- International Monetary Fund
- Published Date:
- September 2004
The recording of the value of a purchase or other transaction at the time the obligation to pay is incurred, as distinct from the time payment is made.
At current prices, the value of an aggregate is equal to the sum of its components. At constant prices, additivity requires this identity to be preserved for the extrapolated values of the aggregate and its components, when their values in some reference period are extrapolated to some other period using a set of interdependent volume index numbers, or, alternatively, when the values of an aggregate and its components in some period are deflated using a set of interdependent price index numbers based on some other period.
A set of transactions relating to a defined flow of goods and services, such as the total output produced by resident establishments in a given period, or the total purchases of intermediate inputs made by resident establishments in a given period. The term “aggregate” also is used to mean the value of the specified set of transactions.
The approach to index number theory that determines the choice of index number formula on the basis of its mathematical properties. A list of “tests” is drawn up that require an index to possess certain properties, and the choice of index is made on the basis of the number of tests satisfied. Not all tests may be considered equally important, and the failure to satisfy certain key tests may be considered sufficient grounds for rejecting an index. An important feature of the axiomatic approach is that prices and quantities are considered as separate variables, and no account is taken of possible links between them. Also known as the “test approach.”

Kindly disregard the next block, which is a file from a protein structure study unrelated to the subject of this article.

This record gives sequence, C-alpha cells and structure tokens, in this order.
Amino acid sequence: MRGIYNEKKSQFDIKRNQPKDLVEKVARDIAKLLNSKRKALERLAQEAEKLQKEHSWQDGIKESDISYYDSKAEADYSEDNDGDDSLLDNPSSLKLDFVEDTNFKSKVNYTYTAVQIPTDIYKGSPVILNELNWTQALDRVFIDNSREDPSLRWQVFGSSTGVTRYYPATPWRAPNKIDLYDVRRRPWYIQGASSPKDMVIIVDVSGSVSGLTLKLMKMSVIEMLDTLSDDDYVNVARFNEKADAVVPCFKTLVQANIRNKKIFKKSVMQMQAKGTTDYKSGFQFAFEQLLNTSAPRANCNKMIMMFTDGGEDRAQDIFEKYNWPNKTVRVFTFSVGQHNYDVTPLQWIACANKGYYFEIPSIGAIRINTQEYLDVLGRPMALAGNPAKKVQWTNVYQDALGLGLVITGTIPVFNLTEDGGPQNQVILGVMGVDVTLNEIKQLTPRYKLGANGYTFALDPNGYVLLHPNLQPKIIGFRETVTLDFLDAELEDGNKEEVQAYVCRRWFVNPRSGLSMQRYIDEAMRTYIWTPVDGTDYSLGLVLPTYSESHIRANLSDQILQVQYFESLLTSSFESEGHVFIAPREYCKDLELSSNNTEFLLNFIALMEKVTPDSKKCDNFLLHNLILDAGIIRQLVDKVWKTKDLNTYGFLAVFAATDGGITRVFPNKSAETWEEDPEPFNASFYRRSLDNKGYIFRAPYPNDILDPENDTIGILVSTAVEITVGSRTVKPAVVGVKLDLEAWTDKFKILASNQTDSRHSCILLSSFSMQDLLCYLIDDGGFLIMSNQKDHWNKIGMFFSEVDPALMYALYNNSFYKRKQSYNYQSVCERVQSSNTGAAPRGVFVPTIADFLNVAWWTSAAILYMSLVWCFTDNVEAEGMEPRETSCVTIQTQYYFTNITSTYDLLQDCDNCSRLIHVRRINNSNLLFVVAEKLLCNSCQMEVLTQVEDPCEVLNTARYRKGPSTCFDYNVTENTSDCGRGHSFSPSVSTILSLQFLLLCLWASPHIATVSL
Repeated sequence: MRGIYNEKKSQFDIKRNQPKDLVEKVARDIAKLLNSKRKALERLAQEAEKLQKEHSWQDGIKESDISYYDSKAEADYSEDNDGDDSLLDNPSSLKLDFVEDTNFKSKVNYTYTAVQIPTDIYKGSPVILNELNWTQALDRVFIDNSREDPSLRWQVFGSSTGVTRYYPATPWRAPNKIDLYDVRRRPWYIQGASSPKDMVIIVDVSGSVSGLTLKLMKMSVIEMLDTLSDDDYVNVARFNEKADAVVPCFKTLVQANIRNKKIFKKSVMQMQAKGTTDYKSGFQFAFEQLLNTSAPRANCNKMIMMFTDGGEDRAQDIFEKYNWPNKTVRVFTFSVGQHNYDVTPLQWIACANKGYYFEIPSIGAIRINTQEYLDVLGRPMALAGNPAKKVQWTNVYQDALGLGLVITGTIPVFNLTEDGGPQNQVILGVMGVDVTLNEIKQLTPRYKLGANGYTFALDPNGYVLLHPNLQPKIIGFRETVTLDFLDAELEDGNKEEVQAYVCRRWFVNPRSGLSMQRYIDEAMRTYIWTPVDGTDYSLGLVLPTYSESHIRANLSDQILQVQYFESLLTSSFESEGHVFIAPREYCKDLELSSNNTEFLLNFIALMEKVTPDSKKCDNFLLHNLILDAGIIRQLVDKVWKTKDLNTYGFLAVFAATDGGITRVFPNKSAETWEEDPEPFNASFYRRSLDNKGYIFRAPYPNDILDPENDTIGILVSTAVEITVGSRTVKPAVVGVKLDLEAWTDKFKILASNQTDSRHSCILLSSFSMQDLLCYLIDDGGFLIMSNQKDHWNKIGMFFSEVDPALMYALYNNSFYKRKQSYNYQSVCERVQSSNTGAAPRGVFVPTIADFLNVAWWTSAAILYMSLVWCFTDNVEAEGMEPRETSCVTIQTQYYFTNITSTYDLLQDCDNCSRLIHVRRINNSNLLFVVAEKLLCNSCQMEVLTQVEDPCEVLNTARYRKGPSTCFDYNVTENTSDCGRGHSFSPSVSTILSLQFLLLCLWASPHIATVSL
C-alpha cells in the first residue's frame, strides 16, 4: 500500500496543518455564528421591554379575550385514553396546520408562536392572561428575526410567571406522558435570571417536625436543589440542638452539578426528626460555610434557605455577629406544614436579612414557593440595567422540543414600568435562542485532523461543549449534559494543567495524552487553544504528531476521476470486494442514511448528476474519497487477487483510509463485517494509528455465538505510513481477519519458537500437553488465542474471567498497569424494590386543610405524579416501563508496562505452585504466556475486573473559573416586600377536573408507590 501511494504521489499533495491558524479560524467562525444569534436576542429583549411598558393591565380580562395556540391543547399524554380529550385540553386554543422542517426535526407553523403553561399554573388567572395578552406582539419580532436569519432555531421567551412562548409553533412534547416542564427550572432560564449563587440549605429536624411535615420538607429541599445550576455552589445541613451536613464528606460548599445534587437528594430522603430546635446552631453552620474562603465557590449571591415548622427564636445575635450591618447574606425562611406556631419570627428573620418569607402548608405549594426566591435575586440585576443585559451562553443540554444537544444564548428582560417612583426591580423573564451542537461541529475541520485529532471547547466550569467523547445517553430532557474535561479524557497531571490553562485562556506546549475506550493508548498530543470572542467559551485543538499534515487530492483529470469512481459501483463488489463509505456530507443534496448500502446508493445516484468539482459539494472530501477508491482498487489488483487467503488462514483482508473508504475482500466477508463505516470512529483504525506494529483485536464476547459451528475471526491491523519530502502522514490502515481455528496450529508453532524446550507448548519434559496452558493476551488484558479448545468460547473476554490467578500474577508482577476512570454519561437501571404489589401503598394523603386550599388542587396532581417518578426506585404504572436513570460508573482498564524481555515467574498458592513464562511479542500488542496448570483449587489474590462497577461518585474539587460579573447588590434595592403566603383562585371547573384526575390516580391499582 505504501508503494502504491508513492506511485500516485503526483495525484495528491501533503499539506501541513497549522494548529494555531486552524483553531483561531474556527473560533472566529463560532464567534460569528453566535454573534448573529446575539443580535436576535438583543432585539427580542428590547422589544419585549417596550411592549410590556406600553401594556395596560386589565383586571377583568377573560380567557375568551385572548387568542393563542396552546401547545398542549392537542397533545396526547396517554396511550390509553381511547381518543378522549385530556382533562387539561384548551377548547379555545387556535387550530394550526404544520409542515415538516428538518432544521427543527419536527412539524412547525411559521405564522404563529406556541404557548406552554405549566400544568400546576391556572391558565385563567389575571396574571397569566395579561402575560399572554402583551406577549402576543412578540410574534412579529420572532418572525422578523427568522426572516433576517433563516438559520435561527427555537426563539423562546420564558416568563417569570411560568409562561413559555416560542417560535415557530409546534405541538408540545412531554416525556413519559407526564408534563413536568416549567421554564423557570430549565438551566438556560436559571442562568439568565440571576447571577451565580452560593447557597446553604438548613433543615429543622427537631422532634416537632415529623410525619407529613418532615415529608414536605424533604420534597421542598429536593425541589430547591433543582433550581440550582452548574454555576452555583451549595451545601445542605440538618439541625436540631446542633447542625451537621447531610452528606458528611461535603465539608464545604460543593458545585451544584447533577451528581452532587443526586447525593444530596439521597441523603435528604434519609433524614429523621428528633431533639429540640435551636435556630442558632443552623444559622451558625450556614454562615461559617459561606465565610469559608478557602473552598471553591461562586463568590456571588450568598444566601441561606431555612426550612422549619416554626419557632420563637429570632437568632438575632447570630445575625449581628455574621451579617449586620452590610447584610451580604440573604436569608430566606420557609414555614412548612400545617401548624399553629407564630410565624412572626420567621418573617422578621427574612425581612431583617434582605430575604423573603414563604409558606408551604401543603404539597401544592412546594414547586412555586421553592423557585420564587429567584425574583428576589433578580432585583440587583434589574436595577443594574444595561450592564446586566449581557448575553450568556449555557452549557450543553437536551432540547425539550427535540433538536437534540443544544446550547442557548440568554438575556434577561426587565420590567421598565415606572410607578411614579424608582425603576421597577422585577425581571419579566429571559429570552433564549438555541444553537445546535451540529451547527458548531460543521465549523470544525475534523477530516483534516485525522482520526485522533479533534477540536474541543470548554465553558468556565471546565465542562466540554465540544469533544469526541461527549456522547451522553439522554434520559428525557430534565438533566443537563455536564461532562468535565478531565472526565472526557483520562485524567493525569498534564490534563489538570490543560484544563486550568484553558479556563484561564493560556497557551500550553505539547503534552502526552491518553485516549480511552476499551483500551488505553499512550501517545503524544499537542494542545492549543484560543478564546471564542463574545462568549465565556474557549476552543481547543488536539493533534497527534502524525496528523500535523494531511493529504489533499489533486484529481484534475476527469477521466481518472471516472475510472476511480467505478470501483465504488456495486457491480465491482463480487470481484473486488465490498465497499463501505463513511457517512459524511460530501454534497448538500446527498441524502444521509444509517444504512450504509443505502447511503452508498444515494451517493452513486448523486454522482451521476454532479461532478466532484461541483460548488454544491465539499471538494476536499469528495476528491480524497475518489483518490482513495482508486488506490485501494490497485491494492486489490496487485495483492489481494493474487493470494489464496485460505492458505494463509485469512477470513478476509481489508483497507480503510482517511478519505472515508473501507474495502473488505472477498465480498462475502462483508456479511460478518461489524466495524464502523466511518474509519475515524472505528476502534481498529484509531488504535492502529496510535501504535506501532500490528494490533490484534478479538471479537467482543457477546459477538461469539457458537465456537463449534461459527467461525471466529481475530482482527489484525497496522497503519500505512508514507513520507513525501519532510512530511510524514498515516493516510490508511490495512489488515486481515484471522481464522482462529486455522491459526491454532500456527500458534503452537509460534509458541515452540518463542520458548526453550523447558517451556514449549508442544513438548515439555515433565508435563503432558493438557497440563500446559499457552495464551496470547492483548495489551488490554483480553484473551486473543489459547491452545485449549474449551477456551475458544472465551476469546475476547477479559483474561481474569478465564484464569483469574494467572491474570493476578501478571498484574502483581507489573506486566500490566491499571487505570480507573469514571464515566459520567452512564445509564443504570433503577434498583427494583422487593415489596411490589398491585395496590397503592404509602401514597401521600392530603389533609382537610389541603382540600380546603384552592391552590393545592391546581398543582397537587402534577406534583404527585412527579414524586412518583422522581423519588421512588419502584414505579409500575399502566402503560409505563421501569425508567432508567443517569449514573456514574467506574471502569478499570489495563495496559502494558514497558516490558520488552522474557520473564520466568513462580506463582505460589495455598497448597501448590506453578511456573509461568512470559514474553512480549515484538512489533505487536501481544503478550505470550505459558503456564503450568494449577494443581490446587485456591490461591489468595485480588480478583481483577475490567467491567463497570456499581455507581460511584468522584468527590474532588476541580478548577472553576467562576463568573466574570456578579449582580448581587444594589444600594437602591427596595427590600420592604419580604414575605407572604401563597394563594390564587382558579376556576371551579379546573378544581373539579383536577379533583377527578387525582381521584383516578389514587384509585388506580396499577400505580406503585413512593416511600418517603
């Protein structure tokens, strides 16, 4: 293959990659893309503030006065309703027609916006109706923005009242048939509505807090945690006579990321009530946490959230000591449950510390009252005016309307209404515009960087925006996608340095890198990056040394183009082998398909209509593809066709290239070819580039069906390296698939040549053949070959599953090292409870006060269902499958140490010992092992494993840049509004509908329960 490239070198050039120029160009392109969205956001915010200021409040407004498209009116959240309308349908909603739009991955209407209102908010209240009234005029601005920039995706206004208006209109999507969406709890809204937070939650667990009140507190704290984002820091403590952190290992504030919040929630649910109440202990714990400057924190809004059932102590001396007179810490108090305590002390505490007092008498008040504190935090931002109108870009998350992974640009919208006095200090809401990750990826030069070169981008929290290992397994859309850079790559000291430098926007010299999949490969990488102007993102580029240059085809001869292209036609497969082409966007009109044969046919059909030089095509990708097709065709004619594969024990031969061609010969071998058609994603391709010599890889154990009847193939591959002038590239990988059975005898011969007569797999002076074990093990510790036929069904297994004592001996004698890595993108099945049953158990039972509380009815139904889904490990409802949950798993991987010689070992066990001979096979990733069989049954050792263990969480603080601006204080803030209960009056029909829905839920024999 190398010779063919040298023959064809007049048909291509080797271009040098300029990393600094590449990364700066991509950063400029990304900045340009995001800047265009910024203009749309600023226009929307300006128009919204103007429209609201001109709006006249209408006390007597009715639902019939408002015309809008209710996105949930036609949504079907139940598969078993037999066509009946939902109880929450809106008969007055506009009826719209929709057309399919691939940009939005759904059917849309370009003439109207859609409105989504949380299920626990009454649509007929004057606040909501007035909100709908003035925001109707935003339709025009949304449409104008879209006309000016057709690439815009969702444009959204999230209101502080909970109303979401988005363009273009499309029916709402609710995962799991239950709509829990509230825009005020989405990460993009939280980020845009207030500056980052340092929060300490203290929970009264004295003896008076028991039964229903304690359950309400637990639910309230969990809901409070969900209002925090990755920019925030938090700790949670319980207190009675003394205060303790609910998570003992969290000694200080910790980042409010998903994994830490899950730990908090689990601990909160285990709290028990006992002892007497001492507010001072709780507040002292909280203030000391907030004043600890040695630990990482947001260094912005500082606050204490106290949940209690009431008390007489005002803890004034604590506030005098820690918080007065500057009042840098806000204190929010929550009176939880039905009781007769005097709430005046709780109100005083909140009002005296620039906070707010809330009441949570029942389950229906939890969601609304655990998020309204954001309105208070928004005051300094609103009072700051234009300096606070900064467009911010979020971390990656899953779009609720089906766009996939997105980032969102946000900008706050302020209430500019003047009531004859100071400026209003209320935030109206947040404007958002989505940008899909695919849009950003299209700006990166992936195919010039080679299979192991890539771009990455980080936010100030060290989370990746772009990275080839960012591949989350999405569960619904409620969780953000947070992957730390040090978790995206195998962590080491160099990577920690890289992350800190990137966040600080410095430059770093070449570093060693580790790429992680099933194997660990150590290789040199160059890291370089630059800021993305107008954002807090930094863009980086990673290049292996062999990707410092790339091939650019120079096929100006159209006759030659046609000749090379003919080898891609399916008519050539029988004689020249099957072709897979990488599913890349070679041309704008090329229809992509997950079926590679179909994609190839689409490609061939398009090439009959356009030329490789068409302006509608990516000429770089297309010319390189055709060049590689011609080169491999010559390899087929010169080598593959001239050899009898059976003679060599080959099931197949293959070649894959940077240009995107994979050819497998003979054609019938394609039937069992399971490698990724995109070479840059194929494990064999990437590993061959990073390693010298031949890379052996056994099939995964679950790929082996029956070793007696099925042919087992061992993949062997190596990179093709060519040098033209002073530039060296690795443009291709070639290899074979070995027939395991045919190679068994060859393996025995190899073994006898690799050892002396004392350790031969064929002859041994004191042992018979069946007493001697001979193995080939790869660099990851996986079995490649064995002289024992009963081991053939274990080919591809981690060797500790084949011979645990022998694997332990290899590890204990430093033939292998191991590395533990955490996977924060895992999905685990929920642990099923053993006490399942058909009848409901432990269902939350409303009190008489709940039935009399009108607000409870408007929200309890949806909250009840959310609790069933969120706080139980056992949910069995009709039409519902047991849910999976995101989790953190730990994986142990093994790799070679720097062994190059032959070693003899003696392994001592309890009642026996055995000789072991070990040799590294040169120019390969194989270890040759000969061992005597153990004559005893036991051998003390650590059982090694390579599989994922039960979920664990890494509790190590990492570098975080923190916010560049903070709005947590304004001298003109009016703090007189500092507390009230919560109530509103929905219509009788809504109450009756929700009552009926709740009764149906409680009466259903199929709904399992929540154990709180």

The base period generally is understood to be the period with which other periods are compared and whose values provide the weights for a price index. However, the concept of the “base period” is not a precise one and may be used to mean rather different things. Three types of base periods may be distinguished:
(i) the price reference period, that is, the period whose prices appear in the denominators of the price relatives used to calculate the index, or
(ii) the weight reference period, that is, the period, usually a year, whose values serve as weights for the index. However, when hybrid expenditure weights are used in which the quantities of one period are valued at the prices of some other period, there is no unique weight reference period, or
(iiii) the index reference period, that is, the period for which the index is set equal to 100.
The three reference periods may coincide but frequently do not.
See “Laspeyres price index.”